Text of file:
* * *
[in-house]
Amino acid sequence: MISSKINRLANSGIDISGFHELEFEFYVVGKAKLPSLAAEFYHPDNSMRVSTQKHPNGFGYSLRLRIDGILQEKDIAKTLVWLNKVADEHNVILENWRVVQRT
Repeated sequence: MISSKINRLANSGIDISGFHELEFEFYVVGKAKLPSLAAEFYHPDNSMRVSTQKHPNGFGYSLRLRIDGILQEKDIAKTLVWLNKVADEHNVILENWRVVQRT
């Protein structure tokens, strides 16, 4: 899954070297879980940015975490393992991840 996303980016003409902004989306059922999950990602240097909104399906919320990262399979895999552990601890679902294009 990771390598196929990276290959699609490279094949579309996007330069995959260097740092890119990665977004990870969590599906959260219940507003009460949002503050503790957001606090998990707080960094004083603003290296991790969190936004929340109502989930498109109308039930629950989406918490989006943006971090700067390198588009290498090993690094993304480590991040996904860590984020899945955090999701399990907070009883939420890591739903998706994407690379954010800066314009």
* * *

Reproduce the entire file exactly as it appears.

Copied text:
[in-house]
Amino acid sequence: MISSKINRLANSGIDISGFHELEFEFYVVGKAKLPSLAAEFYHPDNSMRVSTQKHPNGFGYSLRLRIDGILQEKDIAKTLVWLNKVADEHNVILENWRVVQRT
Repeated sequence: MISSKINRLANSGIDISGFHELEFEFYVVGKAKLPSLAAEFYHPDNSMRVSTQKHPNGFGYSLRLRIDGILQEKDIAKTLVWLNKVADEHNVILENWRVVQRT
């Protein structure tokens, strides 16, 4: 899954070297879980940015975490393992991840 996303980016003409902004989306059922999950990602240097909104399906919320990262399979895999552990601890679902294009 990771390598196929990276290959699609490279094949579309996007330069995959260097740092890119990665977004990870969590599906959260219940507003009460949002503050503790957001606090998990707080960094004083603003290296991790969190936004929340109502989930498109109308039930629950989406918490989006943006971090700067390198588009290498090993690094993304480590991040996904860590984020899945955090999701399990907070009883939420890591739903998706994407690379954010800066314009």